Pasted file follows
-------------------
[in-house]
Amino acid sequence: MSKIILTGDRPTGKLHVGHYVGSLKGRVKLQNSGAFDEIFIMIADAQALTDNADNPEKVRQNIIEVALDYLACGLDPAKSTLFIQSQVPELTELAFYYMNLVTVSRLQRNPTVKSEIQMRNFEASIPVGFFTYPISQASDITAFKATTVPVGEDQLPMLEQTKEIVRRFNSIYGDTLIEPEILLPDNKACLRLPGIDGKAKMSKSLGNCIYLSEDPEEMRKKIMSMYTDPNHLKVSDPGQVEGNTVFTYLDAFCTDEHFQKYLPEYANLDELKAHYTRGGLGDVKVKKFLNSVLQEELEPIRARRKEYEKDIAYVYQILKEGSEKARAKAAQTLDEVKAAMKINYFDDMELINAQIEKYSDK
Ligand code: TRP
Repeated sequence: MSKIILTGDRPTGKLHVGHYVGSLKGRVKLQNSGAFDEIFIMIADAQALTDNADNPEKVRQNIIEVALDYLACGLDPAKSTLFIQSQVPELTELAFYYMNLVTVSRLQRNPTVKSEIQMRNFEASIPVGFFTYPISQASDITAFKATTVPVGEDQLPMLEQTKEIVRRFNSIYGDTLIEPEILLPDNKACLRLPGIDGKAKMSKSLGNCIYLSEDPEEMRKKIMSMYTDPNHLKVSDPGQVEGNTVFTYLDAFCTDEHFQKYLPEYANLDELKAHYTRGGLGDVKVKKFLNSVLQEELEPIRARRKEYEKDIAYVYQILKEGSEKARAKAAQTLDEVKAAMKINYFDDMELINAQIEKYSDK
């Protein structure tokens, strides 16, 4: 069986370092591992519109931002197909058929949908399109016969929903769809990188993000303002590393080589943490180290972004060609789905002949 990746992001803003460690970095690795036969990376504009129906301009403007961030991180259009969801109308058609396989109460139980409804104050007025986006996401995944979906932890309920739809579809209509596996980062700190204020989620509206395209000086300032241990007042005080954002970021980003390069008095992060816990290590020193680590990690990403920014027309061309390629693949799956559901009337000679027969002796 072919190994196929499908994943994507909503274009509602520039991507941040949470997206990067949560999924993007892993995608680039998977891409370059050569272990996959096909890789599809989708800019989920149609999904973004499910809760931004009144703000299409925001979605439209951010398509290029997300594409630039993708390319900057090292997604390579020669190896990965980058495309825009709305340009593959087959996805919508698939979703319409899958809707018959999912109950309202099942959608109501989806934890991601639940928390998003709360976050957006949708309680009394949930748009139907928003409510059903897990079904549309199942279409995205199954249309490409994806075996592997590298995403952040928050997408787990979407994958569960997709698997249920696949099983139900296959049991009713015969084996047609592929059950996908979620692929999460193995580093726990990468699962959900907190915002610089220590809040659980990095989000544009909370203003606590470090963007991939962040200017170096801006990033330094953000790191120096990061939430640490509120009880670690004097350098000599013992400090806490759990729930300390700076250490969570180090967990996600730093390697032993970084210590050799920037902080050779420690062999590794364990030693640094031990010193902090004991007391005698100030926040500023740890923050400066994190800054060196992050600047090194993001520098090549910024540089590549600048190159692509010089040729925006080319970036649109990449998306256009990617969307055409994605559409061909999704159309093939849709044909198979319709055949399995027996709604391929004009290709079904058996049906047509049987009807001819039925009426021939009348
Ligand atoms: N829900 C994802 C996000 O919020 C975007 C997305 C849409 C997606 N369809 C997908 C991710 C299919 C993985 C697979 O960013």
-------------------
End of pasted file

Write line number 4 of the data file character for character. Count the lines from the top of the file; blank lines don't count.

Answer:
Repeated sequence: MSKIILTGDRPTGKLHVGHYVGSLKGRVKLQNSGAFDEIFIMIADAQALTDNADNPEKVRQNIIEVALDYLACGLDPAKSTLFIQSQVPELTELAFYYMNLVTVSRLQRNPTVKSEIQMRNFEASIPVGFFTYPISQASDITAFKATTVPVGEDQLPMLEQTKEIVRRFNSIYGDTLIEPEILLPDNKACLRLPGIDGKAKMSKSLGNCIYLSEDPEEMRKKIMSMYTDPNHLKVSDPGQVEGNTVFTYLDAFCTDEHFQKYLPEYANLDELKAHYTRGGLGDVKVKKFLNSVLQEELEPIRARRKEYEKDIAYVYQILKEGSEKARAKAAQTLDEVKAAMKINYFDDMELINAQIEKYSDK